Annoyed Librarian
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Inside Annoyed Librarian

Substance, not Style

A kind reader who knows I love all things hip librarian sent me an article entitled Young, Hip Librarians Take Over, which has to be the most inaccurate news headline since “Dewey Defeats Truman.”

Some of the inaccuracy is clear in the article itself. “Aspiring librarians…said they’ve seen a leveling-off of employment possibilities in the past year as libraries across the country are reducing hours and staff…. And younger librarians are now competing with unemployed librarians with years of experience for a coveted position.” Not finding jobs and competing against much more experienced librarians are hardly signs of taking over.

In the article, we are introduced to a young hipster librarian and comedian who supposedly “is part of a new group of young librarians who are busting stereotypes about who is a ‘typical librarian,’” and who advises that libraries can stay relevant to young library users by hiring “younger, more hip librarians.”

There’s a bit of irony in this, because the young hip librarian quoted seems to have never held an actual job as a librarian, and is in fact a recent LIS graduate searching for a library job. Thus, she at least has not been taking over libraries, and at 36 is young by comparison with the average librarian but hardly young compared to young people using libraries.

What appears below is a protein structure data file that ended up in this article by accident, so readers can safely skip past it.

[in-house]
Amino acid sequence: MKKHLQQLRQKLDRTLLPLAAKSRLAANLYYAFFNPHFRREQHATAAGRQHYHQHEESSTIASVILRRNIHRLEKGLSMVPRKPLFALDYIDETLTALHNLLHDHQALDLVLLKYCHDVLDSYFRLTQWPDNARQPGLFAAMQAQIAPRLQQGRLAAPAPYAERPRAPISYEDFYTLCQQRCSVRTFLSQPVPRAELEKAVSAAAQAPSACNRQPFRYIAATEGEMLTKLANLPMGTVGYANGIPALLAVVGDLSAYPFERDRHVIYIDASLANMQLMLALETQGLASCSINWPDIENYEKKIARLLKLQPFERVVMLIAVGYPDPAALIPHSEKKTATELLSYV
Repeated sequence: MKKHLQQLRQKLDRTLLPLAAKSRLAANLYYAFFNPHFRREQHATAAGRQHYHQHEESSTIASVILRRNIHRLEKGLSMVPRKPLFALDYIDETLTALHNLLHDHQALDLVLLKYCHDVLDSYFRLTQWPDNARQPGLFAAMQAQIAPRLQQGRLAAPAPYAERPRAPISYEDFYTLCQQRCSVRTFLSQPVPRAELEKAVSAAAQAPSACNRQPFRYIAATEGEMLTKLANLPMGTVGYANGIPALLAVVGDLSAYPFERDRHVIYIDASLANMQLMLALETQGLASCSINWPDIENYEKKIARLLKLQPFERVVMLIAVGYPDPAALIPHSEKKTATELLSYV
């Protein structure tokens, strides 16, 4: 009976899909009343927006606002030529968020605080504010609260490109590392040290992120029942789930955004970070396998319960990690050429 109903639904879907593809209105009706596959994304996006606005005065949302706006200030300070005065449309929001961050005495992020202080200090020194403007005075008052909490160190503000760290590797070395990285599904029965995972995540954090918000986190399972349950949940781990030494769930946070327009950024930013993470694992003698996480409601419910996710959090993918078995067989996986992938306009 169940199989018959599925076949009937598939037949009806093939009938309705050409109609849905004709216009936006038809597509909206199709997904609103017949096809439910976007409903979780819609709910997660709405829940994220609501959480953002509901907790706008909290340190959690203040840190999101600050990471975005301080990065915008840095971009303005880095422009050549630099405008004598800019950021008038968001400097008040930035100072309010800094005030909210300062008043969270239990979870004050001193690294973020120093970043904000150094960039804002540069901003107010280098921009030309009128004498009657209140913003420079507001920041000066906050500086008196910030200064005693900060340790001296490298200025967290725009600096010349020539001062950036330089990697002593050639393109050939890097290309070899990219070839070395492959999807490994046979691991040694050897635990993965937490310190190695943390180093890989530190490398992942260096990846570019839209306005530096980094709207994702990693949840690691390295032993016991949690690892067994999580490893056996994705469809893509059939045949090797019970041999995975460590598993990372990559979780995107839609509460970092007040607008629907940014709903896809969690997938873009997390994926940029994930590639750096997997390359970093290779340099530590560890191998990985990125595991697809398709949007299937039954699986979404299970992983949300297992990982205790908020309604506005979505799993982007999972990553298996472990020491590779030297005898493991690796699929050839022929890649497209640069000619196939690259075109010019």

I waded into the librarian’s blog and quotes ready to mock, and there are things to mock, I suppose, mostly the idea that being young and hip constitute job qualifications for librarians. Anyone who thinks that’s what it takes is going to have a hard time finding a job.

However, leaving aside the mistaken ideas on youth and hipness in libraries, this librarian undoubtedly does do something well that most librarians tend not to do well: promote herself. The image she’s promoting isn’t one I find especially appealing, but it’s worth pointing out that of the several thousand attendees at ALA Midwinter, most with actual jobs and years of experience, this woman got her picture and quotes prominently displayed in that news article.

She’s the young, hip librarian looking for a job who advises libraries to hire young, hip librarians, and she’s the one readers pay attention to. The other librarians quoted just seemed like filler.

She’s also has a sense of humor, which is something many librarians sorely need. So, while she’s not my type of librarian, if she gets a job and gets seriously immersed in the profession rather than images of the profession, I could almost see her on the library star circuit one day. It’s pretty clear from most of the librarian “stars” I’ve seen that self-promotion is much more important than  knowledge.

But my advice to her and all the other young hip librarians is to tone it down a bit if you want to get jobs and succeed as librarians. Really, no one cares if you’re young or hip, as should be obvious by the sorts of people libraries hire. Nobody even cares how you look, as long as you don’t smell too bad, and the only problem with smelling bad is that malodorous librarians are hard to distinguish from the homeless.